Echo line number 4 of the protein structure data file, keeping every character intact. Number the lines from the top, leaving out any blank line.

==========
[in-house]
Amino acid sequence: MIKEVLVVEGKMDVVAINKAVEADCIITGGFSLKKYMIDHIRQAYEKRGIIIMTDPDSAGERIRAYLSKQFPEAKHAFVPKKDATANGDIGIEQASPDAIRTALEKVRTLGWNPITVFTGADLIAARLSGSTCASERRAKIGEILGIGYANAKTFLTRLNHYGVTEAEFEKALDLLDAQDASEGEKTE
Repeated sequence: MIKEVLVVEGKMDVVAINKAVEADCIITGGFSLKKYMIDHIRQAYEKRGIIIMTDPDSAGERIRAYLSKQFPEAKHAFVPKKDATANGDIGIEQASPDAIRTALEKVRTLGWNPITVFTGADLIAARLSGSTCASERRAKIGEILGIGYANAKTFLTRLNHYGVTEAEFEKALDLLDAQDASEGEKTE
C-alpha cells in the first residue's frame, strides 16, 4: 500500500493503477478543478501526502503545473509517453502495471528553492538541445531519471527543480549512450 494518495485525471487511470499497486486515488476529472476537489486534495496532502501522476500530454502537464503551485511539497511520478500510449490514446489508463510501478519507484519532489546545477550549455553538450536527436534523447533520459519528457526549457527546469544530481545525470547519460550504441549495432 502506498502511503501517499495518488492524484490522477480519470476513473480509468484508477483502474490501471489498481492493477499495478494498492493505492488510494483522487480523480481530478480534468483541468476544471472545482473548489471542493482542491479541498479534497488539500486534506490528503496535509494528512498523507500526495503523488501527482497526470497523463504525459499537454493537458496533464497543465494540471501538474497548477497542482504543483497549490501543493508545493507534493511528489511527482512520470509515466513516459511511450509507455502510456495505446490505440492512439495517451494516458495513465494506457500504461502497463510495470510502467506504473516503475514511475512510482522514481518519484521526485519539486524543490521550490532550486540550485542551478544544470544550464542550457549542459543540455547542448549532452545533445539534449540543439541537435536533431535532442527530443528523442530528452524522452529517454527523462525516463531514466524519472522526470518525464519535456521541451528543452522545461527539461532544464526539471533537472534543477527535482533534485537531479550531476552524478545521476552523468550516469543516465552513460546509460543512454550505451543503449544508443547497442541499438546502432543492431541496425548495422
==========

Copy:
C-alpha cells in the first residue's frame, strides 16, 4: 500500500493503477478543478501526502503545473509517453502495471528553492538541445531519471527543480549512450 494518495485525471487511470499497486486515488476529472476537489486534495496532502501522476500530454502537464503551485511539497511520478500510449490514446489508463510501478519507484519532489546545477550549455553538450536527436534523447533520459519528457526549457527546469544530481545525470547519460550504441549495432 502506498502511503501517499495518488492524484490522477480519470476513473480509468484508477483502474490501471489498481492493477499495478494498492493505492488510494483522487480523480481530478480534468483541468476544471472545482473548489471542493482542491479541498479534497488539500486534506490528503496535509494528512498523507500526495503523488501527482497526470497523463504525459499537454493537458496533464497543465494540471501538474497548477497542482504543483497549490501543493508545493507534493511528489511527482512520470509515466513516459511511450509507455502510456495505446490505440492512439495517451494516458495513465494506457500504461502497463510495470510502467506504473516503475514511475512510482522514481518519484521526485519539486524543490521550490532550486540550485542551478544544470544550464542550457549542459543540455547542448549532452545533445539534449540543439541537435536533431535532442527530443528523442530528452524522452529517454527523462525516463531514466524519472522526470518525464519535456521541451528543452522545461527539461532544464526539471533537472534543477527535482533534485537531479550531476552524478545521476552523468550516469543516465552513460546509460543512454550505451543503449544508443547497442541499438546502432543492431541496425548495422